Gotta admit, though, that as happy as I am to finally have a copy of this album on disc (Rhino's repackaging also includes the group's follow-up EP, Yellow, which contains the atypically straightforward early (1978) Fast single, "Armalite Rifle"), I'm thinking that I won't pull it out as frequently as I do my favorite Mekons discs: at times, listening to the boys is like getting into a conversation with one of those irritating co-workers who is so concerned with being right that they don't bother filtering whether what they're telling you is obvious or profound. Sometimes you're in the mood for it; sometimes you're not. Too, for all their acknowledgement of the plight of the average men and women (e.g. "It's Her Factory"), the Gang just ain't as humane as Jon Lanford and his crew of boozy socialists.

I will note, however, that recently watching G.W. Bush on the teevee introducing "screw-you" U.N. ambassador appointee John Bolton to the American people couldn't help putting me in the mood to hear the band's written-history-is-bunk tune/tract "Not Great Men." Not sure I like the idea that this 25-year-old musical yowl still has so much current relevance, though. . .
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Tuesday, August 02, 2005
      ( 8/02/2005 03:22:00 PM ) Bill S.  

OVER AT THE GALAXY – Yonder at the Comic Book Galaxy, they've posted an "Off the Shelves" column by yours truly about a trade reprint I was surprised to find myself enjoying: David & Kieth's Wolverine: Blood Hungry.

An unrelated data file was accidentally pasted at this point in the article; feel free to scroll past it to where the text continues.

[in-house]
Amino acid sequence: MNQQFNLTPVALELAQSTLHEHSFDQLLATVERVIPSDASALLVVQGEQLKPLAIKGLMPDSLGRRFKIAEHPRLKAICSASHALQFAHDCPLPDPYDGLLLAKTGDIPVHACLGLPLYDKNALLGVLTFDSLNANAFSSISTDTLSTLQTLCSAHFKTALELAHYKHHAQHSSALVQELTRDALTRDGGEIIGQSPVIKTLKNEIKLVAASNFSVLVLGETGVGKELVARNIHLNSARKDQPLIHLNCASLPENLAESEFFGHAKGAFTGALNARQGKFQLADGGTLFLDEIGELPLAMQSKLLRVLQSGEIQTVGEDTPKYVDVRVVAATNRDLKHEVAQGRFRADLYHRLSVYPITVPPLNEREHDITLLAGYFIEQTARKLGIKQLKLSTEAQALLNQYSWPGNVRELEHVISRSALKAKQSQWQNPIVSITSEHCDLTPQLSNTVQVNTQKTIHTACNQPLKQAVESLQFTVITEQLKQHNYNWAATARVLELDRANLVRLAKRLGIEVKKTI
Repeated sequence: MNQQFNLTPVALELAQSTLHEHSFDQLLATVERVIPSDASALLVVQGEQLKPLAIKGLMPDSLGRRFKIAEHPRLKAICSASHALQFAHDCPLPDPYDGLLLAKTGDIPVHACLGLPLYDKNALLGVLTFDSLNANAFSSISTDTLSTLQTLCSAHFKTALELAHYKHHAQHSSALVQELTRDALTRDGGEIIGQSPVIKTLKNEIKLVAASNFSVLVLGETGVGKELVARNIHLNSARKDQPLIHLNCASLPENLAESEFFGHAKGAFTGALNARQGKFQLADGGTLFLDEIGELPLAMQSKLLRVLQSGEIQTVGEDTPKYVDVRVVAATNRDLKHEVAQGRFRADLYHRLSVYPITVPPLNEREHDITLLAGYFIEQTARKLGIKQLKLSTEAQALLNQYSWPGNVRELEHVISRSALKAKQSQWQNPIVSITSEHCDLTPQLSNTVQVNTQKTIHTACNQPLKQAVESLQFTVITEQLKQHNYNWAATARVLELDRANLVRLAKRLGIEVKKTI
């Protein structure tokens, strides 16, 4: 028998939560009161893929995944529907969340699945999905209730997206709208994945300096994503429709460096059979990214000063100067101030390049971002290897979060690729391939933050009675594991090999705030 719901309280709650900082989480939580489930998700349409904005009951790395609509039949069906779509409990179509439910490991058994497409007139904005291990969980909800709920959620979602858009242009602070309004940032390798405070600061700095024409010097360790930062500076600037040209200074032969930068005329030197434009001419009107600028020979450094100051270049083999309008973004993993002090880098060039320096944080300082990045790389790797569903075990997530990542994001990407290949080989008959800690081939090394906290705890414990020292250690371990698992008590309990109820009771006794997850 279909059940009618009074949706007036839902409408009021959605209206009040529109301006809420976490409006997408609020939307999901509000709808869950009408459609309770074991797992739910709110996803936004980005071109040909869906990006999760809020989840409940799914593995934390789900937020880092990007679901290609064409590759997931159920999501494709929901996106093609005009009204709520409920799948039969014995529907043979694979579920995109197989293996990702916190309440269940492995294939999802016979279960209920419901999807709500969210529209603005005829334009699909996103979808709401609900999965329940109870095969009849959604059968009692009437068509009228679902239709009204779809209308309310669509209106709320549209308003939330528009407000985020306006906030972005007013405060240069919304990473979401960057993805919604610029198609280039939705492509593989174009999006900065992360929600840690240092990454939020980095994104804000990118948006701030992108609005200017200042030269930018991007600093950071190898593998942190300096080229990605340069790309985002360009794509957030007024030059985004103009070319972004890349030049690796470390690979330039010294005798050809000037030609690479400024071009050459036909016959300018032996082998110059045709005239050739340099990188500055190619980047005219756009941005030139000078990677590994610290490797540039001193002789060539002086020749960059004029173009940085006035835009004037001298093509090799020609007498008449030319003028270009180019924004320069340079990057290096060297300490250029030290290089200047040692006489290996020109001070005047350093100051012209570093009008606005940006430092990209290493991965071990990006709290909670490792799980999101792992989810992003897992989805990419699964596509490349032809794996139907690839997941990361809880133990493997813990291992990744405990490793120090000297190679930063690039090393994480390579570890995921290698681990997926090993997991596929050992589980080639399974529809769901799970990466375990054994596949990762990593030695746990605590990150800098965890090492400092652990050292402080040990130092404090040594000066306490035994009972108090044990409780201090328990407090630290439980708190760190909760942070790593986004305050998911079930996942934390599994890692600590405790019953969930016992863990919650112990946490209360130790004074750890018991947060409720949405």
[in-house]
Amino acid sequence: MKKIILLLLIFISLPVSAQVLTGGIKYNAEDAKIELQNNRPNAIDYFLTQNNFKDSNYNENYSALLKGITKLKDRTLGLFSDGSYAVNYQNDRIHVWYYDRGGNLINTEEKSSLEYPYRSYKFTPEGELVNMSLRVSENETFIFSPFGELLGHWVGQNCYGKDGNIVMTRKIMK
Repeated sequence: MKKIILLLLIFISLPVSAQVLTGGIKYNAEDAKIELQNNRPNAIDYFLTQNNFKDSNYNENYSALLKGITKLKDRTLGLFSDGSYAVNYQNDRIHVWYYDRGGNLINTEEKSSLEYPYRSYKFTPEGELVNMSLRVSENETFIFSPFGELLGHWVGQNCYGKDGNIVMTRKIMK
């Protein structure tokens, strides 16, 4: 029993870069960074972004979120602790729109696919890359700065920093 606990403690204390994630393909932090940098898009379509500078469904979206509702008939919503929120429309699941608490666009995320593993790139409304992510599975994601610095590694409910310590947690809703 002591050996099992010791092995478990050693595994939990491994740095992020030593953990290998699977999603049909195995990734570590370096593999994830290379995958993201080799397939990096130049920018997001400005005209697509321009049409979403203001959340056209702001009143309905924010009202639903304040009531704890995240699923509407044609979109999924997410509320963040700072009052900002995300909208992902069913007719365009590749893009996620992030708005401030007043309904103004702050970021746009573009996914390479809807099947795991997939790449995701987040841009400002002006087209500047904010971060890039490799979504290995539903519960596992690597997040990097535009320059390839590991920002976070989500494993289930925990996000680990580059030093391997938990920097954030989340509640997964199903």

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      ( 8/02/2005 08:18:00 AM ) Bill S.  

"WHAT WERE YOU GOING TO DO WITH ALL THOSE. . .BITS AND PIECES?" – Though it'd been sitting on my shelves for over a year, I was more than a little gun-shy about viewing Hammer Films' Frankenstein And the Monster from Hell (1974). The final offering in the once-popular series of genre films directed by Terence Fisher and starring Peter Cushing as the anti-heroic Victor Frankenstein, Hell is generally considered to be the worst in the group. Few fans enjoy experiencing the work of a favorite artist or creative company in its decline, and the fact that the artwork on the Paramount DVD (set me back a full five bucks at Wal-Mart) looked so cheesy was a disincentive as well.

Well, I finally watched the movie over the weekend, and while the results weren't as painful as I'd feared, the movie is a definite bring down for the series. The best Hammer flicks gussied up low-budget b-movie storytelling with energetic acting, crisp writer, economically placed but lushly colored sets, and colorful bursts of blood. In Hell, you get the grue and Cushing in typically fine form – but the other elements are pretty shaky.

The movie opens on a decent note: with one of the studio's familiar character types engaging in a little bit of late-nite grave robbing. Our one-man Burke-&-Hare turns out to be the town drunk, not the best choice for this biz since they're likely to spill the beans the instant a comical copper starts looking at 'em sideways. This indeed is what happens, and soon handsome young doctor Simon Helder (Shane Briant, sporting a suitably 70's layered haircut and shown riffling through a blood-stained volume of The Collected Works of Doctor Frankenstein) is committed to the local insane asylum. Hiding within the institution (the model of which looks about as substantial as a power plant in a Godzilla movie) under the pseudonym: Cushing's Frankenstein, now calling himself Dr. Carl Victor. "Victor" is blackmailing the asylum’s corrupt director and, of course, performing his experiments on the inmates. Abetting him in this dastardly work is a beauteous mute named Angel (Madeline Smith), though why she's involved in this grisly work is never really explained. What we mainly learn about Angel through the course of the movie is: a.) she's beloved by all the other lunatics; b.) her muteness is a symptom of Posttraumatic Stress and c.) even though she's living in a grungy European madhouse, she never forgets to properly apply her makeup.